The Space Shuttle launched today.

Just in case you hadn’t noticed. I hadn’t noticed. I didn’t even know that there was a launch scheduled anytime soon.

So yeah, this is the appropriate forum, since our space program has clearly reached the level of mundane and pointless. How exactly did that happen, anyway? It used to be that a launch was a big thing. Then it became routine until the Challenger disaster. We were riveted when it went back up. What happened? We lost interest again. Until Columbia burned up. Once more we paid attention. And now, even with the known issues arising with every single flight, with the slightest protuberance undergoing the most rigorous of scrutiny, they launched and nobody noticed. For the love of God, it doesn’t even merit mention on the front page of CNN.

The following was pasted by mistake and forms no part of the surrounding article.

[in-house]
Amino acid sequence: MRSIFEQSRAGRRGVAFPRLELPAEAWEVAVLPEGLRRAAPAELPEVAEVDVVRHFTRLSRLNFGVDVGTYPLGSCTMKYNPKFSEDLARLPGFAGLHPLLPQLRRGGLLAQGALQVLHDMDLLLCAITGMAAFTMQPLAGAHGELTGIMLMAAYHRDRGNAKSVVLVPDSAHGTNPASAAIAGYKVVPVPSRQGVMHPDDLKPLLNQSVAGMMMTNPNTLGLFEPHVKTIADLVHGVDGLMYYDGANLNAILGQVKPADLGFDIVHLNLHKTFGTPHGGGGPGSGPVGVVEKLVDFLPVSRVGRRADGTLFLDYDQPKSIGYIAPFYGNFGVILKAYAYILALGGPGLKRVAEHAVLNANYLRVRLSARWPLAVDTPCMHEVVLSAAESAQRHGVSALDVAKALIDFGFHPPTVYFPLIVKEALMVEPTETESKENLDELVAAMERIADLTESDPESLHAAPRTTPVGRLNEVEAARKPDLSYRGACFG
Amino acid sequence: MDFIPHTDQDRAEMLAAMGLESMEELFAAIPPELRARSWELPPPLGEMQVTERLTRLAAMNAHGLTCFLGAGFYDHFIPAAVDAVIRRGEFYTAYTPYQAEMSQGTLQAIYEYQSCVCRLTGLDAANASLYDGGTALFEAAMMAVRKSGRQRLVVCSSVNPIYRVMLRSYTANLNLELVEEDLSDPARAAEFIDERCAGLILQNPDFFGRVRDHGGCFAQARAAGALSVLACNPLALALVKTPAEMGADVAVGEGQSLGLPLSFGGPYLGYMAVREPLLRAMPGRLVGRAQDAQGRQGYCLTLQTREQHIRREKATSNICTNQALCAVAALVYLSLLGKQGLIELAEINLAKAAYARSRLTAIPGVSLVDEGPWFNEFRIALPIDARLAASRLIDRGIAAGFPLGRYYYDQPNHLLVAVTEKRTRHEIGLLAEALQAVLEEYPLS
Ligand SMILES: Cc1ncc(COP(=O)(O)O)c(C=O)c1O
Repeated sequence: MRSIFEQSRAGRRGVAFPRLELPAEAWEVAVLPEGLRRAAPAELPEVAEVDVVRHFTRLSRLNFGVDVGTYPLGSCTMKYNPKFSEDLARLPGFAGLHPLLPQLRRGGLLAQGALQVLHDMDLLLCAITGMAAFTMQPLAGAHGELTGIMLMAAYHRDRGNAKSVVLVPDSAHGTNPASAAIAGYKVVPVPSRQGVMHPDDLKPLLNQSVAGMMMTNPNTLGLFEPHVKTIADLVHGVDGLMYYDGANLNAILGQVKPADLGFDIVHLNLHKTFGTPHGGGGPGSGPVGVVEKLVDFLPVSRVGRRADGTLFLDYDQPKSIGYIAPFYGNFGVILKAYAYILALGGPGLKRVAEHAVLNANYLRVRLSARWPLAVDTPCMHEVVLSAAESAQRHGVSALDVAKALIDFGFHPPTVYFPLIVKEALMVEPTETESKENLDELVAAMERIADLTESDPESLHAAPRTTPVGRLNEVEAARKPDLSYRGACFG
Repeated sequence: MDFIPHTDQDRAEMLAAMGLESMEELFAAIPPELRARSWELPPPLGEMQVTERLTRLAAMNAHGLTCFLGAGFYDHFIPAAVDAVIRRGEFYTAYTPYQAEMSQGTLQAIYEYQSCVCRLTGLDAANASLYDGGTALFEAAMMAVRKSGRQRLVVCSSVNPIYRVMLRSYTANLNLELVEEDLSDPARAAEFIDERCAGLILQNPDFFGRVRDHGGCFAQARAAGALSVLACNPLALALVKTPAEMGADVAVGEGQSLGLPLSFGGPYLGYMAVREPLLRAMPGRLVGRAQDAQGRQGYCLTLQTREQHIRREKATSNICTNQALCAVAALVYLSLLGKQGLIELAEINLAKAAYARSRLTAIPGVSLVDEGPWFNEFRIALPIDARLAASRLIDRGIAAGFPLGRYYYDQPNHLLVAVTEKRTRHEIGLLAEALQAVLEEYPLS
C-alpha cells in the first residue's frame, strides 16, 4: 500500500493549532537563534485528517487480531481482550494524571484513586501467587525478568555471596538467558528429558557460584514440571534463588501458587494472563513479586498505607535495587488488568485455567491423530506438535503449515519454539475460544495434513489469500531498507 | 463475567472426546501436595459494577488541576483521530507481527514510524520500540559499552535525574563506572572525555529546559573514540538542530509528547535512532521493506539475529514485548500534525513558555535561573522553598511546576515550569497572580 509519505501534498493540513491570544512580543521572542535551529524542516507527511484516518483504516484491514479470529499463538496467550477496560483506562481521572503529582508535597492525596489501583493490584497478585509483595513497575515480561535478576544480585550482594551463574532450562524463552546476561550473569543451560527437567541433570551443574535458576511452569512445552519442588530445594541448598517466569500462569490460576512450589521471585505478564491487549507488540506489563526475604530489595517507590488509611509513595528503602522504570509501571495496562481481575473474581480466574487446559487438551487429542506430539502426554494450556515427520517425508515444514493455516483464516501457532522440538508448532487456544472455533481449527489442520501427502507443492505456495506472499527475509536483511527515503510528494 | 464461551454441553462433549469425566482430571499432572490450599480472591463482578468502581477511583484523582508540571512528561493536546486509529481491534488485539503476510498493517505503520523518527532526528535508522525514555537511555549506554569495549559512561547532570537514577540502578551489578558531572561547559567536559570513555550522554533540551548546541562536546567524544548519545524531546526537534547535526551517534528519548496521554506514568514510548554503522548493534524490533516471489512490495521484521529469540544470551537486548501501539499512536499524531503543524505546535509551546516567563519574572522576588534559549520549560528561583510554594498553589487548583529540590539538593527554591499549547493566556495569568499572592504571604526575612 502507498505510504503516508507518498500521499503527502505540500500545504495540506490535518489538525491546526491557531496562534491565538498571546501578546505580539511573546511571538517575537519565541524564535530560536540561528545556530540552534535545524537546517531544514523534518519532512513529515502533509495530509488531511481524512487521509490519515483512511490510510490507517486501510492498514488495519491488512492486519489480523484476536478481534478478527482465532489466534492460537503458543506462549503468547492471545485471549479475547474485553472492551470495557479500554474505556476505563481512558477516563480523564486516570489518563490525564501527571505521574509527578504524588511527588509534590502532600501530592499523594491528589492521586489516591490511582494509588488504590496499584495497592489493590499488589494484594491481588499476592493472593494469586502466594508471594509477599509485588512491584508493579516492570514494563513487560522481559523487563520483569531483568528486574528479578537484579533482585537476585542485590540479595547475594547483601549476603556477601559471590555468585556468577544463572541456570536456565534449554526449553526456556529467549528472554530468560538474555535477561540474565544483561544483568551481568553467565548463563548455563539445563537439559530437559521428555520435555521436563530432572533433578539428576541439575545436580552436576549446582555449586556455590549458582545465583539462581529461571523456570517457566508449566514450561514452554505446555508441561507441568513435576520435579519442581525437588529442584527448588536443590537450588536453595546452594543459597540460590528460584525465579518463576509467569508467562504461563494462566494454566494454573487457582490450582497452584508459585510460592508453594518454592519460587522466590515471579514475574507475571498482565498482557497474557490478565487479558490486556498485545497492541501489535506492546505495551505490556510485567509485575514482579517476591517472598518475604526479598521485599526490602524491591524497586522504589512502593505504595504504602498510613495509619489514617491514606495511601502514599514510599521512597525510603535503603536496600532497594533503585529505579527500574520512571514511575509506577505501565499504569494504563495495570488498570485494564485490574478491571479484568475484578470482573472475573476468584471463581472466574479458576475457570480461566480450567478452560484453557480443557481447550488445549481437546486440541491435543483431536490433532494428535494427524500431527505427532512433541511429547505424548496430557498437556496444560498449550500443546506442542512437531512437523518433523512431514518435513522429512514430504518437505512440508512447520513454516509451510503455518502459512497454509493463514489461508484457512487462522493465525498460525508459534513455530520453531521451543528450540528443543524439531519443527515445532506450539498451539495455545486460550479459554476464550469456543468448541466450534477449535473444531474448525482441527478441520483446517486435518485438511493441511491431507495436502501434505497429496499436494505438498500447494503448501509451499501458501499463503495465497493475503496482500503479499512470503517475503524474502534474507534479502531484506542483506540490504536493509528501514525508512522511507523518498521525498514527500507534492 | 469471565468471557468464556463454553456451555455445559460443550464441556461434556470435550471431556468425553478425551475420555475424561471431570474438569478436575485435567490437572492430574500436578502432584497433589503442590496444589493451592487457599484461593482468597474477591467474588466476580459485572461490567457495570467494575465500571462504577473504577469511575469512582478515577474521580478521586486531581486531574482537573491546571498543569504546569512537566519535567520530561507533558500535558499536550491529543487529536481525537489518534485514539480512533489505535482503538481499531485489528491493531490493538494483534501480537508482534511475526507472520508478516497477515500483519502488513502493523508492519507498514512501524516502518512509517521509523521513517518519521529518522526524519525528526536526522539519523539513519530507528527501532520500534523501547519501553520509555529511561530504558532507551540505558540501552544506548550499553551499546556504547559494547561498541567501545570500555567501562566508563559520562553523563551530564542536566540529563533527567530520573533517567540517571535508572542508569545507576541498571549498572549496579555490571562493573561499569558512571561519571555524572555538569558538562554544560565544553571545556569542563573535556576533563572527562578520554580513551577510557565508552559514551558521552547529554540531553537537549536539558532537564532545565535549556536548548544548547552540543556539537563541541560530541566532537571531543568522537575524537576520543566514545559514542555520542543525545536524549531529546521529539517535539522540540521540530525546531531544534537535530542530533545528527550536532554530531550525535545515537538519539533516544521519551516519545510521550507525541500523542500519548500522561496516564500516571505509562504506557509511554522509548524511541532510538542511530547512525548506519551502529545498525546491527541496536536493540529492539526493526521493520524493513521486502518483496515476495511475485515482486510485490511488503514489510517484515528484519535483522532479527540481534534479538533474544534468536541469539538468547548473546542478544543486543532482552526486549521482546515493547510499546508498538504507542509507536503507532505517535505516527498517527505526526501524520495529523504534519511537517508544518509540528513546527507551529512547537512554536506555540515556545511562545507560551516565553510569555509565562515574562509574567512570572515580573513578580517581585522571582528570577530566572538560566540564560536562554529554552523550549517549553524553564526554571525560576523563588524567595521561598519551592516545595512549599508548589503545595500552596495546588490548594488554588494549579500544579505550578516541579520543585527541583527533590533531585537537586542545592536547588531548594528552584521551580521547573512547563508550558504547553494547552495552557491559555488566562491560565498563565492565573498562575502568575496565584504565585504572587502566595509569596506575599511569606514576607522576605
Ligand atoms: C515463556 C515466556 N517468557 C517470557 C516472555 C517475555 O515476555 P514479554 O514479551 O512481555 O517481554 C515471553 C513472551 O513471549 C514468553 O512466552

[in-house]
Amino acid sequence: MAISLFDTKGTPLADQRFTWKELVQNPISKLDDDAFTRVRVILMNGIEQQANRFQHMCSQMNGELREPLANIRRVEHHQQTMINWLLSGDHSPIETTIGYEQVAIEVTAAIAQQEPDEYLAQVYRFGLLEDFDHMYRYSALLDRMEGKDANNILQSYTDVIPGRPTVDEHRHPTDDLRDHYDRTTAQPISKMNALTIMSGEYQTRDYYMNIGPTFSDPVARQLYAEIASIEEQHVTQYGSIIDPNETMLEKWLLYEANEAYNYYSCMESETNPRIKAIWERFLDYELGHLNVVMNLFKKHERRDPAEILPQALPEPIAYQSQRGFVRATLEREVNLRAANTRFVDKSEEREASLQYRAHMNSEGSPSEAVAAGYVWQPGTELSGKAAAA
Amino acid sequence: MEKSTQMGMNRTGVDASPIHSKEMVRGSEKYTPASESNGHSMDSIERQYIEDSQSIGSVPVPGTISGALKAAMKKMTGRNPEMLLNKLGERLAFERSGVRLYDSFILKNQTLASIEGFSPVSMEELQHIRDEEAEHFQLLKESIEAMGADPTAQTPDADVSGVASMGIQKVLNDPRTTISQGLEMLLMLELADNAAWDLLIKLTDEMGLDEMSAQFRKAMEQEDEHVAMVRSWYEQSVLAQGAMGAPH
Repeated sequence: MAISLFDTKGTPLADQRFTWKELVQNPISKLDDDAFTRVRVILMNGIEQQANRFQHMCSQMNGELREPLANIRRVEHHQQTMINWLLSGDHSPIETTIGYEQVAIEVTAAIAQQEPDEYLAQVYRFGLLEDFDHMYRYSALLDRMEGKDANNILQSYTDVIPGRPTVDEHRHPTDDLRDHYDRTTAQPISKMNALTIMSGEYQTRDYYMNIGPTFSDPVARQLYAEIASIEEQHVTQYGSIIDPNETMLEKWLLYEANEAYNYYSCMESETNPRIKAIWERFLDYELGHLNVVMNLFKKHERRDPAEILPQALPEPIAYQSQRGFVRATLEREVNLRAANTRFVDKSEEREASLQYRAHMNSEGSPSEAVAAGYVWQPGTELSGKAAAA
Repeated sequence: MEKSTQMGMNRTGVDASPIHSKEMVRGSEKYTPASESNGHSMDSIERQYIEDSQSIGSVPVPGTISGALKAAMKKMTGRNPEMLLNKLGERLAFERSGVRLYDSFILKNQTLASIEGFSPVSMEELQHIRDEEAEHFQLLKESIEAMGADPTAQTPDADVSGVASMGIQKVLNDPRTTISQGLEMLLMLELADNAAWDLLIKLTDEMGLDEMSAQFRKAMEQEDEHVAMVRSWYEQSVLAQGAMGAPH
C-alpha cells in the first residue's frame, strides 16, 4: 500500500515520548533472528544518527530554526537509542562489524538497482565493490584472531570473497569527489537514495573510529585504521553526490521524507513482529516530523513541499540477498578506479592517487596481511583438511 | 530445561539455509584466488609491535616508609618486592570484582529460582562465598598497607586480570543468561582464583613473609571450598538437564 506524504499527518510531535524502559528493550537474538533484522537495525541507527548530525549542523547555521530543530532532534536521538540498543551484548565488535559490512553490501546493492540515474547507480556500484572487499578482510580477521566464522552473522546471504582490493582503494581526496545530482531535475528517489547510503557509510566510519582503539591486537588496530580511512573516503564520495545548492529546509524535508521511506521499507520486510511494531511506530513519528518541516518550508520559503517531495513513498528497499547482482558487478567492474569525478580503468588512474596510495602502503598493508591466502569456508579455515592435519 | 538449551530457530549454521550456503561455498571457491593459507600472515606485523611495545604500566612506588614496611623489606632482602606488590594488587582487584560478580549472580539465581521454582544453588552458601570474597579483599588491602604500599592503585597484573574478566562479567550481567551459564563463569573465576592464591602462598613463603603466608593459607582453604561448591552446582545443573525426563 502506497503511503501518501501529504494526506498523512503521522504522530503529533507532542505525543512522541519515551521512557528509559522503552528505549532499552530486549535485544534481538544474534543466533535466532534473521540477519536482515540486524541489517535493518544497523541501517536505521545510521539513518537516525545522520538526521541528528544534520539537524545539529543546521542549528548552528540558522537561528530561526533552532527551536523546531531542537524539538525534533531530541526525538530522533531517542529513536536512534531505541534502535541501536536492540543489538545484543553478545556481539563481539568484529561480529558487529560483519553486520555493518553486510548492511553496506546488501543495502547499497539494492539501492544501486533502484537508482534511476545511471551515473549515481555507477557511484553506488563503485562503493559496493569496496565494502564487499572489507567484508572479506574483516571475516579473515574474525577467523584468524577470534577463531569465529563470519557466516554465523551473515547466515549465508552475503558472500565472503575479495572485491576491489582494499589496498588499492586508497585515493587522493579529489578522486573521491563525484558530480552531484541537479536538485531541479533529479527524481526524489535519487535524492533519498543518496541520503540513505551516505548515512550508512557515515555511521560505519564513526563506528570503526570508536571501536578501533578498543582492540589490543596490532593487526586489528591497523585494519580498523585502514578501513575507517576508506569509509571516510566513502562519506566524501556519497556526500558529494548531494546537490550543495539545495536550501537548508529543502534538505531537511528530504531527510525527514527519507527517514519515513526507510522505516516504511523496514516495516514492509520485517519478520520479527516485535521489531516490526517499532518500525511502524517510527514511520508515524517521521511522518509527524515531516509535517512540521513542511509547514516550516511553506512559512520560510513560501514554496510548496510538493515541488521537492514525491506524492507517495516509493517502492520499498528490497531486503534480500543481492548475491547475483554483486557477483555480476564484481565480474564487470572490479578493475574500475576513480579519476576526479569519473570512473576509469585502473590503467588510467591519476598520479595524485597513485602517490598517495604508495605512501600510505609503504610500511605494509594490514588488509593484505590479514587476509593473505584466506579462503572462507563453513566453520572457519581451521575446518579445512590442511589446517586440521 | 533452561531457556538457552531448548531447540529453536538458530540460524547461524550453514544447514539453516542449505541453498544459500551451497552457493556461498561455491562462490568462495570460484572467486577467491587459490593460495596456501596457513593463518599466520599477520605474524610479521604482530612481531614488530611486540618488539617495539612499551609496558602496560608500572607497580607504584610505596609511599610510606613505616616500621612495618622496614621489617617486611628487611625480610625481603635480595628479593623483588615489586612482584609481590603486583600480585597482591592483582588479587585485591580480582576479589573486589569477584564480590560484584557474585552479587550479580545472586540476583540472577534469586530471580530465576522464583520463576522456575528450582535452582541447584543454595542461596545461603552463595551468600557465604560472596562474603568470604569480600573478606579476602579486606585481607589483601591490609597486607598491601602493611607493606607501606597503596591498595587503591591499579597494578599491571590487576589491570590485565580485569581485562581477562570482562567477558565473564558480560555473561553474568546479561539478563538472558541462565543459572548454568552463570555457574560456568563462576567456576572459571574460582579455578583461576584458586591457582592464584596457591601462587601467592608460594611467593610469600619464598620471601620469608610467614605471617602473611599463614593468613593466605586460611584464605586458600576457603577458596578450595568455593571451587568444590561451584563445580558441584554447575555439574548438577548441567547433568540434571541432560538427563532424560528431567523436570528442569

How truly pathetic, for all of us.

I remember the excitement of getting up real early to watch the lift-off of many a spaceflight. I guess that its getting to be as routine as landings and take offs at your local airport.

I know it has a lightsabre on board.

But do we fearfully watch the launch of a jet airliner after one of them crashes? Accidents happen, and then you move on. Just because it’s going into space doesn’t make it any more important.

I dunno. This is shuttle launch 100 something. I don’t know if it’s pathetic to be more interested in something the first time it happens and less interested after 100 repetitions.

Thousands (maybe millions) of airliner flights occur yearly. This is only the 120th Space Shuttle flight in 26 years. Yeah, I’d say it’s a bit more noticeable than the redeye out of Dulles.